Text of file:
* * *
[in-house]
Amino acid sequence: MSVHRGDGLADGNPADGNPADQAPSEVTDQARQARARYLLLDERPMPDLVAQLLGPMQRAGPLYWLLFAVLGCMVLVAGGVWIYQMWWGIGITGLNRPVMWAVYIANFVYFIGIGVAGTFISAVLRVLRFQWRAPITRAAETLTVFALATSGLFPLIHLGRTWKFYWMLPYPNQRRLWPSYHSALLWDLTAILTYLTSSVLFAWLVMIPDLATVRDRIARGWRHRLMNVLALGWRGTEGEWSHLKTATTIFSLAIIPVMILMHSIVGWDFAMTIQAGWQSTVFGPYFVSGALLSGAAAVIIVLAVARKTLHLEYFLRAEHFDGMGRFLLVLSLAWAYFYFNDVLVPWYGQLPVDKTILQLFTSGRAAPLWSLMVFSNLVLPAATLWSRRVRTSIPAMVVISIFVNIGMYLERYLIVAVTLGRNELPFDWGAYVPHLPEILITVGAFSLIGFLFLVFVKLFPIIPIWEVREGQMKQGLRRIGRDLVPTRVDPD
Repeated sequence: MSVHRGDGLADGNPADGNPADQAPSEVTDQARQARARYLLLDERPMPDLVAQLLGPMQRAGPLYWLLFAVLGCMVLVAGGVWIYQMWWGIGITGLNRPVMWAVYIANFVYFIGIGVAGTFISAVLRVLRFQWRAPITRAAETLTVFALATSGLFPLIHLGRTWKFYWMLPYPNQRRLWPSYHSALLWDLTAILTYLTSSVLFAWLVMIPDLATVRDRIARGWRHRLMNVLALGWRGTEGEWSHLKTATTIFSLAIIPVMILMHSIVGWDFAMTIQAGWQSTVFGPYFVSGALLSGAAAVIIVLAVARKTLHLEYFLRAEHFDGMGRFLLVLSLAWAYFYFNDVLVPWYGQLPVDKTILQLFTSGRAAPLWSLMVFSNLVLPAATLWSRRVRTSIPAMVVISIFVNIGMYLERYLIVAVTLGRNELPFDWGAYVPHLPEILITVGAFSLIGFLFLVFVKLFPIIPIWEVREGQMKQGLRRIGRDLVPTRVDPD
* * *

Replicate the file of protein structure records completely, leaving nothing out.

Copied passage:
[in-house]
Amino acid sequence: MSVHRGDGLADGNPADGNPADQAPSEVTDQARQARARYLLLDERPMPDLVAQLLGPMQRAGPLYWLLFAVLGCMVLVAGGVWIYQMWWGIGITGLNRPVMWAVYIANFVYFIGIGVAGTFISAVLRVLRFQWRAPITRAAETLTVFALATSGLFPLIHLGRTWKFYWMLPYPNQRRLWPSYHSALLWDLTAILTYLTSSVLFAWLVMIPDLATVRDRIARGWRHRLMNVLALGWRGTEGEWSHLKTATTIFSLAIIPVMILMHSIVGWDFAMTIQAGWQSTVFGPYFVSGALLSGAAAVIIVLAVARKTLHLEYFLRAEHFDGMGRFLLVLSLAWAYFYFNDVLVPWYGQLPVDKTILQLFTSGRAAPLWSLMVFSNLVLPAATLWSRRVRTSIPAMVVISIFVNIGMYLERYLIVAVTLGRNELPFDWGAYVPHLPEILITVGAFSLIGFLFLVFVKLFPIIPIWEVREGQMKQGLRRIGRDLVPTRVDPD
Repeated sequence: MSVHRGDGLADGNPADGNPADQAPSEVTDQARQARARYLLLDERPMPDLVAQLLGPMQRAGPLYWLLFAVLGCMVLVAGGVWIYQMWWGIGITGLNRPVMWAVYIANFVYFIGIGVAGTFISAVLRVLRFQWRAPITRAAETLTVFALATSGLFPLIHLGRTWKFYWMLPYPNQRRLWPSYHSALLWDLTAILTYLTSSVLFAWLVMIPDLATVRDRIARGWRHRLMNVLALGWRGTEGEWSHLKTATTIFSLAIIPVMILMHSIVGWDFAMTIQAGWQSTVFGPYFVSGALLSGAAAVIIVLAVARKTLHLEYFLRAEHFDGMGRFLLVLSLAWAYFYFNDVLVPWYGQLPVDKTILQLFTSGRAAPLWSLMVFSNLVLPAATLWSRRVRTSIPAMVVISIFVNIGMYLERYLIVAVTLGRNELPFDWGAYVPHLPEILITVGAFSLIGFLFLVFVKLFPIIPIWEVREGQMKQGLRRIGRDLVPTRVDPD